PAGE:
The project, underway since March 2018, is led by a consortium of Deltares (Netherlands), HaskoningDHV Nederland B.V. (Netherlands), SUEZ Consulting (SAFEGE) (France) and the Institute for Water Resources Planning (Vietnam). The FFWS and DSS for the Vu Gia-Thu Bon river system, was considered to be one of the most urgent (non-structural) project measures. The FFWS system is designed to improve the procedures for flood warning and timely evacuation, while the DSS enables the analysis of both structural and non-structural measures regarding flood management, and the study of water shortage problems and salinity intrusion during dry periods.
The project applied a state-of-art flood early warning system, called “Delft FEWS” – an open, flexible, free-of-charge software package developed by Deltares, to the Vu Gia Thu Bon river basin. This was paired with an upgraded MIKE river basin modelling package and a new Delft3D marine model to create an integrated FFWS.
Training to ensure long term sustainability
The goal of the training is to ensure the long-term sustainability of the FFWS, by building the capabilities of system developers and operators. A collaborative approach was deployed through a series of technical on-the-job training sessions, allowing participants to gain knowledge and know how to operate and maintain the FFWS and DSS in the future. The specific objective of the technical working and training sessions was to train the staff in using the calibrated models and operate the FFWS and DSS, and to teach them the process of building, calibrating and maintaining the systems.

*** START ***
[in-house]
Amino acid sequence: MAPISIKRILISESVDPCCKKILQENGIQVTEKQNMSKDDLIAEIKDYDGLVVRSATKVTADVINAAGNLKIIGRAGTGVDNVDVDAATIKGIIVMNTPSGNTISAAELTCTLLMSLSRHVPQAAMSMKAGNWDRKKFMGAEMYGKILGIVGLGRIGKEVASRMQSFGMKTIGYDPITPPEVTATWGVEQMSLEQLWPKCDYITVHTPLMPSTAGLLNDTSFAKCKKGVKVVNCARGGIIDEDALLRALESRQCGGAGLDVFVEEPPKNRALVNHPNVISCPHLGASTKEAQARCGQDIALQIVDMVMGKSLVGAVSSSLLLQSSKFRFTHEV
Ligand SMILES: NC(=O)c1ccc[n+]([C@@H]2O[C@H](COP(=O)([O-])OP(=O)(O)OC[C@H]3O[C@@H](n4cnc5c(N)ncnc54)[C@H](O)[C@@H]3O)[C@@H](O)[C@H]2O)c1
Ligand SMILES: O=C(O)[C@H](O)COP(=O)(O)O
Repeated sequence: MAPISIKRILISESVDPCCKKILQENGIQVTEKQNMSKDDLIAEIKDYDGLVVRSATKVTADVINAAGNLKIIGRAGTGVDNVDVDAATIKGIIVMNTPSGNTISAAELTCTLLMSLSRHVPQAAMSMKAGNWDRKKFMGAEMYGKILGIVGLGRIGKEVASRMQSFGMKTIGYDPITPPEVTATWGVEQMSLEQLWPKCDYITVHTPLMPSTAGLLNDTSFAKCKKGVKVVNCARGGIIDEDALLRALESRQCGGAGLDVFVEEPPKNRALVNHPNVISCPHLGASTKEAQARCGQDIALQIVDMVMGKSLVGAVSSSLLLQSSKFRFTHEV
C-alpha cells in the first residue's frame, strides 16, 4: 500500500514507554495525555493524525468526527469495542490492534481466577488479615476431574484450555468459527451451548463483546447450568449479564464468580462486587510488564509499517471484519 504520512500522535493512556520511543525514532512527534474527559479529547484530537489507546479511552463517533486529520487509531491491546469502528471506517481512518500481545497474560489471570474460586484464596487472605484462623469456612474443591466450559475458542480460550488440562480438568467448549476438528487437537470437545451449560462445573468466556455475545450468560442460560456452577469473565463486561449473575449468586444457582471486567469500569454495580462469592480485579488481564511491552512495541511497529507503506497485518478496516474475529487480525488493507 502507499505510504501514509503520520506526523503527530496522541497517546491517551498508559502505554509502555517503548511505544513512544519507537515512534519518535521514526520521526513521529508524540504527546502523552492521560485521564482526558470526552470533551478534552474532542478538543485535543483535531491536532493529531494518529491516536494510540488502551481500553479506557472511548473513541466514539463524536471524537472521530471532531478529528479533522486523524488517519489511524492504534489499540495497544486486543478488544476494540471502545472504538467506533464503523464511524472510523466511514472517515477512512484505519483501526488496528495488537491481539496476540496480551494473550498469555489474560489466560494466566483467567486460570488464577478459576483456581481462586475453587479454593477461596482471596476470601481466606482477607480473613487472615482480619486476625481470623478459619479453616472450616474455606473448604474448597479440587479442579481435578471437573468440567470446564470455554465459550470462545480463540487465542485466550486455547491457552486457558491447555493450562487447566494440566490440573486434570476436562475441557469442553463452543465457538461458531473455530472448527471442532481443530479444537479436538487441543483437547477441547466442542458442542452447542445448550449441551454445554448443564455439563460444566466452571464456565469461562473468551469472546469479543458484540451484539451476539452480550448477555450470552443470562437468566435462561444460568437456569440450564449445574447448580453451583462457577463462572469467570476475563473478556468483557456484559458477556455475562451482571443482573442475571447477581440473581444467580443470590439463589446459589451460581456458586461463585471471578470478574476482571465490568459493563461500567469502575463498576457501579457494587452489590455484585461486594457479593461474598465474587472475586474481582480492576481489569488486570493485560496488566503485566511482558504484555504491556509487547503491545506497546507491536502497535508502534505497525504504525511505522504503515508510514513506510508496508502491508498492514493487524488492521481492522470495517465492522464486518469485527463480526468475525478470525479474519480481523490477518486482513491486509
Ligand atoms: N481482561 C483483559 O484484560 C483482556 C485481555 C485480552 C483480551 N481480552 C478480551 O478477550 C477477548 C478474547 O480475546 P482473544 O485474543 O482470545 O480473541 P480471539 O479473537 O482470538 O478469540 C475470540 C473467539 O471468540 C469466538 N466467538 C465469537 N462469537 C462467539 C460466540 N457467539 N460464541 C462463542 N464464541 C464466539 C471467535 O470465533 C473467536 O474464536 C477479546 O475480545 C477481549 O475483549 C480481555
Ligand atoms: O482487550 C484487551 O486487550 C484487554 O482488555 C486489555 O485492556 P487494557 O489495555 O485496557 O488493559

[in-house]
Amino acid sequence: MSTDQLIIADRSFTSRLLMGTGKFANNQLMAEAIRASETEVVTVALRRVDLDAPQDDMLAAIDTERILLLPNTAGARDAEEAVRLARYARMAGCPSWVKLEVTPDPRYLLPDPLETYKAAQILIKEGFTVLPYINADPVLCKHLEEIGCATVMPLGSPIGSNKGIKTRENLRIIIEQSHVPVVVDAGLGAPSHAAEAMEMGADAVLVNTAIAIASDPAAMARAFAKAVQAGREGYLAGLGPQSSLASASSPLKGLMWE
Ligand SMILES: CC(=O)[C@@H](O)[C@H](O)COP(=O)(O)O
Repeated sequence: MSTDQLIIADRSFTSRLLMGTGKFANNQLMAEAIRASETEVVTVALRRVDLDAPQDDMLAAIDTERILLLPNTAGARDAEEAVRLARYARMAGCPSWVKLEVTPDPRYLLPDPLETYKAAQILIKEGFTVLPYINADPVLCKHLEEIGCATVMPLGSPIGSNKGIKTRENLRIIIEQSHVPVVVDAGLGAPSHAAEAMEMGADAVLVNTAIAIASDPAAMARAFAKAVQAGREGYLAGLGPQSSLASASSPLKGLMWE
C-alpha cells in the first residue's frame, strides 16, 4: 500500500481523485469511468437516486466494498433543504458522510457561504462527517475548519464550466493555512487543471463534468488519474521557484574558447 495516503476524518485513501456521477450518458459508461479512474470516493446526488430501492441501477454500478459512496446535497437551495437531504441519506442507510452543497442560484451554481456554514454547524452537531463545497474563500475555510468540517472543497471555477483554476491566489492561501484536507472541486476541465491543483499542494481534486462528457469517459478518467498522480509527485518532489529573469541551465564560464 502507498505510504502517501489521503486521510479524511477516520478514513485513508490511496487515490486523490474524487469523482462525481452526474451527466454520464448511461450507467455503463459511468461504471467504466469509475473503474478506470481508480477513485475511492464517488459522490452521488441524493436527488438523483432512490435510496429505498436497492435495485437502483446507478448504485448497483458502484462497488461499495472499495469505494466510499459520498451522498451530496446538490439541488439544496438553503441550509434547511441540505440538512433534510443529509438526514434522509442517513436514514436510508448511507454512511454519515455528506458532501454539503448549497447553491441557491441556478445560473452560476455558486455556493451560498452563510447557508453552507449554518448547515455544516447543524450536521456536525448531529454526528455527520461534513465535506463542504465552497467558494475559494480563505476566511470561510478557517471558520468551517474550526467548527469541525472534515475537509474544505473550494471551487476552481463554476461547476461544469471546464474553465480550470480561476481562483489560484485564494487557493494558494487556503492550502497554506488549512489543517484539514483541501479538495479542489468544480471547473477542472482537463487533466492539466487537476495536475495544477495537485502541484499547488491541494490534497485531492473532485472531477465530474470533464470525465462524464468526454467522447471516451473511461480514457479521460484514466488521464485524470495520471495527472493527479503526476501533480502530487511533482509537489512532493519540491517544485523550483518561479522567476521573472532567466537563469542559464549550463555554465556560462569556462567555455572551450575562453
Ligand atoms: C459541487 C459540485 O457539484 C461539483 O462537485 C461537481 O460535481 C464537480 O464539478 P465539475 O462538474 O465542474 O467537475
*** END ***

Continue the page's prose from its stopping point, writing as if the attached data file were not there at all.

One participant, Mr. Truong Xuan Ty, Chief of Standing Office of the Provincial Steering Committee for Disaster Prevention, Search and Rescue, said “we currently don’t use any forecasting software. If we can better understand the flood forecasting and flood warning models, by using the FFWS+DSS, this will greatly improve the efficiency of the decision making and will speed up the warnings to the communities”.
A total of nine training sessions were delivered to end users such as the Provincial Hydro-Met Centre (PHMC), the Mid-Central Regional Hydro-Met Centre (RHMC) and the Provincial Steering Committee for Disaster Prevention, Search & Rescue (PSCDPSR). The training was divided into two main components: (i) Catchment and river model development and (ii) Delft-FEWS flood early warning system configuration and operation.